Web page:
Former home secretary Leon Brittan (right) is to make a statement today about what he knew of the allegations in the Eighties. Photo: Getty
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MPs call for historical allegations of paedophile MP ring to be investigated

MPs are calling for an alleged network of paedophile politicians in the Eighties to be investigated. It's a story that has been under the radar until now.

It’s a story that has been rumbling away in the background for some time, a significant development of which was almost completely muffled yesterday due to coverage of the outcome of the Rolf Harris trial.

Yesterday, the former home secretary Leon Brittan, who served in the role under Margaret Thatcher in 1983-85, was called upon to make public what he knew about allegations in the Eighties of a network of paedophile politicians operating in Westminster.

The MP who called for Brittan to help uncover the truth about these claims is Simon Danczuk, Labour MP for Rochdale, who has recently published a book about a former Rochdale MP and abuser of young boys Cyril Smith, whose crimes he helped expose.

Danczuk was speaking at a home affairs select committee hearing, and claimed that a dossier of allegations about a ring of paedophile MPs was presented to Brittan while he was in office. Danczuk also called for a full inquiry into the historical allegations to help identify perpetrators other than Smith.

He called politics, “the last refuge of child sex abuse deniers”.

Brittan, who is now a Conservative peer, said last night that he will issue a statement this lunchtime “about the handling of such papers in the Home Office”, as the Mail reports. His account could well bring this story above the radar.

I spoke to Danczuk last month, and this is what he told me about the historical allegations:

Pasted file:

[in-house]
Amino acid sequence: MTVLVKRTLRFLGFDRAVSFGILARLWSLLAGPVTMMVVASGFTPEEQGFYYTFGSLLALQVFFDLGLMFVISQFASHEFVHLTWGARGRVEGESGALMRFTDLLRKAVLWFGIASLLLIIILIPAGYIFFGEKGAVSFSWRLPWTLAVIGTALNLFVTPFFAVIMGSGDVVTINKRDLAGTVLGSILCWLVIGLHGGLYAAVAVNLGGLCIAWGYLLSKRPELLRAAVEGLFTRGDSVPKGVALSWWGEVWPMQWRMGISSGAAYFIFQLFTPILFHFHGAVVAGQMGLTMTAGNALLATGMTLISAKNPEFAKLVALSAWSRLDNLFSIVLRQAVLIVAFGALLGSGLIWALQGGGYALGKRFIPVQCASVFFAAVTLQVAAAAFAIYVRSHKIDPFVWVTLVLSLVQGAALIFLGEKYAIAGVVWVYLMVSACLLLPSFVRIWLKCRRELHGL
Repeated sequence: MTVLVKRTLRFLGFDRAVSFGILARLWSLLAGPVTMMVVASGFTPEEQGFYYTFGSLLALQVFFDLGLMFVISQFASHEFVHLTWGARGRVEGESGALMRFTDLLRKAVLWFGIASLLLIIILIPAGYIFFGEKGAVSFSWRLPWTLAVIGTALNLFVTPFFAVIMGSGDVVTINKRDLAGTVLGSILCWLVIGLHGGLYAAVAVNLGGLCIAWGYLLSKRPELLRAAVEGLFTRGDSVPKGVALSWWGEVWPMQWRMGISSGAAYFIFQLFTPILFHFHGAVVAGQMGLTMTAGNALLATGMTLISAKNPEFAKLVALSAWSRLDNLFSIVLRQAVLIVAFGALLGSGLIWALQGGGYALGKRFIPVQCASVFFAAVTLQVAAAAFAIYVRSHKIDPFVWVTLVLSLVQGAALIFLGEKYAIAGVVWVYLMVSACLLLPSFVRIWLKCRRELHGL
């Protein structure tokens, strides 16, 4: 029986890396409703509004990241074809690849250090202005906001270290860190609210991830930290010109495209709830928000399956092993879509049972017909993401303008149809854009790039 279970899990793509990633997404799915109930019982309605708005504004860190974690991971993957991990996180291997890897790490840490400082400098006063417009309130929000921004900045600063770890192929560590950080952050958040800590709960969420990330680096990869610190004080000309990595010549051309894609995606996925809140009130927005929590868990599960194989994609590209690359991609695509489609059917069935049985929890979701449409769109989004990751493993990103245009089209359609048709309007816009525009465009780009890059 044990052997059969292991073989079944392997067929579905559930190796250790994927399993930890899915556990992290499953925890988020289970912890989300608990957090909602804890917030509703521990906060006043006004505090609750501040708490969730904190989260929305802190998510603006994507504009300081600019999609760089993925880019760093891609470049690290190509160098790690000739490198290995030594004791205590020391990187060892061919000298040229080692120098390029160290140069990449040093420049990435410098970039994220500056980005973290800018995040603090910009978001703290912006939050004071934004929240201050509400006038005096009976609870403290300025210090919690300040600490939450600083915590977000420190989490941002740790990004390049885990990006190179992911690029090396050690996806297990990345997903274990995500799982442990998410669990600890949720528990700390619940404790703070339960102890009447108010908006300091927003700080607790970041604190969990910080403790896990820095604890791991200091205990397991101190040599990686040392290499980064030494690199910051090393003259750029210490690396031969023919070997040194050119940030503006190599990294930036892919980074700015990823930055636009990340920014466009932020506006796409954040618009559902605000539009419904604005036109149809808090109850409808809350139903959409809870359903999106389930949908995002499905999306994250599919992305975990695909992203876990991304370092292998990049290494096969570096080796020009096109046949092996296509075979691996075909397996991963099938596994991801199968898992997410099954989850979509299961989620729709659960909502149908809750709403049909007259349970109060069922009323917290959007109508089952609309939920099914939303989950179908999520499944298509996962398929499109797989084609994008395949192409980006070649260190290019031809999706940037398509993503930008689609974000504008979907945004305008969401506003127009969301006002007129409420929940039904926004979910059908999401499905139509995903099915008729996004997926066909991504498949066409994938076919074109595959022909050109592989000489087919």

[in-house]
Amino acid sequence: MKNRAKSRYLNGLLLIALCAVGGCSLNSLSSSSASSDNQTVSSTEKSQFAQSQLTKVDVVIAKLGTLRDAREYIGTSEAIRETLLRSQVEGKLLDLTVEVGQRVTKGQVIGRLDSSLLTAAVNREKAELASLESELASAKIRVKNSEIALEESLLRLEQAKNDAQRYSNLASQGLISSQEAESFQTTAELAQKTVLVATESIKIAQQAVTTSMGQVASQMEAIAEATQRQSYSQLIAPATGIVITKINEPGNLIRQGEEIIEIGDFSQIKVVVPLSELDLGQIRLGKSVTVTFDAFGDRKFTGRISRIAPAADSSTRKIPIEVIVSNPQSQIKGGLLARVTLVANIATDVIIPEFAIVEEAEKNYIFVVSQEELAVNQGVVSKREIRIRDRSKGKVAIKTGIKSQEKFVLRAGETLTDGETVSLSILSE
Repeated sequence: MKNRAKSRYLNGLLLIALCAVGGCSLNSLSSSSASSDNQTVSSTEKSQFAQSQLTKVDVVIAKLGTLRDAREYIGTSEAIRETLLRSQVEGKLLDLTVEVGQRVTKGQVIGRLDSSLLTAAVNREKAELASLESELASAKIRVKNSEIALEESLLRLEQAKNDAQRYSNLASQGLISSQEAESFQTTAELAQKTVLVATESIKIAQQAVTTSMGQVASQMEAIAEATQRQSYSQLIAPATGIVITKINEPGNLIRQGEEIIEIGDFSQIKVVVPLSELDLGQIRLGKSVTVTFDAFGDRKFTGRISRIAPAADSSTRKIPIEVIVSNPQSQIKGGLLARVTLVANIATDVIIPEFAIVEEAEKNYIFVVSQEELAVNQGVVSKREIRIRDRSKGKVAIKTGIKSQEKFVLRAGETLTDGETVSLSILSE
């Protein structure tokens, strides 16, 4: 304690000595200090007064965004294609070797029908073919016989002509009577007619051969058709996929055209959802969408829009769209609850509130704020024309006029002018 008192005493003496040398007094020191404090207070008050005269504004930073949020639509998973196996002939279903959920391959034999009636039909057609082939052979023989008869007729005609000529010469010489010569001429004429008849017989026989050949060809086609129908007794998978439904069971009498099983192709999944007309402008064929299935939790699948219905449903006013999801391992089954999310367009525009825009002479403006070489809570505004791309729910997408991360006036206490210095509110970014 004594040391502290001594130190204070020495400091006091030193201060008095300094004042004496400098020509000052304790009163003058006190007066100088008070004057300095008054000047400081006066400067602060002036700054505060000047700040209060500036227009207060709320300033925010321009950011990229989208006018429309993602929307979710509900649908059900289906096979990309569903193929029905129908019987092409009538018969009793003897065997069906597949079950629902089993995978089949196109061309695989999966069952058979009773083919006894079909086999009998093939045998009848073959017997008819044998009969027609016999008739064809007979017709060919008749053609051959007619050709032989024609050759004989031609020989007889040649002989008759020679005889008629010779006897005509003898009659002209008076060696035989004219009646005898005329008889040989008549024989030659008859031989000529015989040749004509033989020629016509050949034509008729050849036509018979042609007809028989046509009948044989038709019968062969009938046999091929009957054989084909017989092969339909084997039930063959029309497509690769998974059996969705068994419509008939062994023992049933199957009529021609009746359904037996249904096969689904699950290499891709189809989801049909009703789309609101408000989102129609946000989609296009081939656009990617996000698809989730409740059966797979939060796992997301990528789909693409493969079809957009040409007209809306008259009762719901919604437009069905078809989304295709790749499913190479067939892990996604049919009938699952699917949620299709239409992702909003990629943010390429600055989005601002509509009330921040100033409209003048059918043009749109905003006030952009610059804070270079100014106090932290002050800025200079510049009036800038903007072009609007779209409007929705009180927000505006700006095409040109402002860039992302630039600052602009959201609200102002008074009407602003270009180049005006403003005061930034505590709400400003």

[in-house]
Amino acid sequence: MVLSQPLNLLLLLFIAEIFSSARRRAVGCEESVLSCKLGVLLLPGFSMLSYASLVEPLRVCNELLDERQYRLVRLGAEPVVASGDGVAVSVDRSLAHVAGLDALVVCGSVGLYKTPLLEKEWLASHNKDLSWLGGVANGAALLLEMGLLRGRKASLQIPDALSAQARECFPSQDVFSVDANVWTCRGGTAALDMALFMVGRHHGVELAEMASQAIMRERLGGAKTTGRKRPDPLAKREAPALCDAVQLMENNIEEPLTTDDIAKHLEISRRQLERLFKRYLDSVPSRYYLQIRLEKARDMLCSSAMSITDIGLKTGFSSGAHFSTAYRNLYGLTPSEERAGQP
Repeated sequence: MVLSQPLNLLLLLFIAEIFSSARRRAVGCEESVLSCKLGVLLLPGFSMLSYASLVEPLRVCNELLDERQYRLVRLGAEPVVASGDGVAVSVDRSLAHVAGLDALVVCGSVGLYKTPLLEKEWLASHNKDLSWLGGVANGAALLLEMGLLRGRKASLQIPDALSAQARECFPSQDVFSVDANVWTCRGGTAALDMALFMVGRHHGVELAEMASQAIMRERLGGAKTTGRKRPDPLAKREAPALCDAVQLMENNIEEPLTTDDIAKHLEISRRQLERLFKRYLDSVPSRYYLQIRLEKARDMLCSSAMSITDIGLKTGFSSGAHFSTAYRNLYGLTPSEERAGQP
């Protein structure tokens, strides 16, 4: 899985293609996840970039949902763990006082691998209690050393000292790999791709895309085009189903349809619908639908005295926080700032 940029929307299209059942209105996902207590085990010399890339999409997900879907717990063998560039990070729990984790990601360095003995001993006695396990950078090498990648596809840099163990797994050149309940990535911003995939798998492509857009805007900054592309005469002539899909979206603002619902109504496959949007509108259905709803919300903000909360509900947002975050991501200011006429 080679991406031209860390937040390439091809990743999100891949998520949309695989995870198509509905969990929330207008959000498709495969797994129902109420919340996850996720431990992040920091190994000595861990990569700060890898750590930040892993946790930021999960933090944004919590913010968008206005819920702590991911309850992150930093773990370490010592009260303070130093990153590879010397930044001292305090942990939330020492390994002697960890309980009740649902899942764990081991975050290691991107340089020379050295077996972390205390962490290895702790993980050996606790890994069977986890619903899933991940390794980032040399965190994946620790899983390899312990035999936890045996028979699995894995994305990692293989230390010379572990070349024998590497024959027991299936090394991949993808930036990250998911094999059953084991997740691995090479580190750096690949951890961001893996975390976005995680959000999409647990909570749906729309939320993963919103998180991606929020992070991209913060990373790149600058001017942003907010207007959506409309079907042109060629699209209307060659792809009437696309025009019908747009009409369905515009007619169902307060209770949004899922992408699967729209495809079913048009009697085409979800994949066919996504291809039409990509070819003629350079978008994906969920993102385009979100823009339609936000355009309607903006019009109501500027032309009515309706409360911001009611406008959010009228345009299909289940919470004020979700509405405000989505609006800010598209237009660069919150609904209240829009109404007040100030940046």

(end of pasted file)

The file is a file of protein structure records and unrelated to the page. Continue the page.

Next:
… there were people out to protect Smith because he was part of a network of paedophiles. I’m absolutely, wholly convinced of that. And more will come out I think in the near future to show that Smith could’ve easily been part of a Westminster network of paedophiles.

He also commented to me that along with a cross-party group of MPs, including Tom Watson, Zac Goldsmith and Tessa Munt, he is working on, “exposing other politicians [of the past] who’ve been implicated in this stuff.”

Although the facts have yet to be ascertained, it will be worth watching how this story unfolds.

UPDATE (11am):

Brittan has issued his statement on the alleged paedophilia in Westminster. Here it is in full:

During my time as Home Secretary (1983 to 1985), Geoff Dickens MP arranged to see me at the Home Office. I invariably agreed to see any MP who requested a meeting with me.

As I recall, he came to my room at the Home Office with a substantial bundle of papers. As is normal practice, my Private Secretary would have been present at the meeting.

I told Mr Dickens that I would ensure that the papers were looked at carefully by the Home Office and acted on as necessary. Following the meeting, I asked my officials to look carefully at the material contained in the papers provided and report back to me if they considered that any action needed to be taken by the Home Office.

In addition I asked my officials to consider a referral to another Government Department, such as the Attorney General's Department, if that was appropriate. This was the normal procedure for handling material presented to the Home Secretary.

I do not recall being contacted further about these matters by Home Office officials or by Mr Dickens or by anyone else.

Anoosh Chakelian is deputy web editor at the New Statesman.

Photo: Getty
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The Prevent strategy needs a rethink, not a rebrand

A bad policy by any other name is still a bad policy.

Yesterday the Home Affairs Select Committee published its report on radicalization in the UK. While the focus of the coverage has been on its claim that social media companies like Facebook, Twitter and YouTube are “consciously failing” to combat the promotion of terrorism and extremism, it also reported on Prevent. The report rightly engages with criticism of Prevent, acknowledging how it has affected the Muslim community and calling for it to become more transparent:

“The concerns about Prevent amongst the communities most affected by it must be addressed. Otherwise it will continue to be viewed with suspicion by many, and by some as “toxic”… The government must be more transparent about what it is doing on the Prevent strategy, including by publicising its engagement activities, and providing updates on outcomes, through an easily accessible online portal.”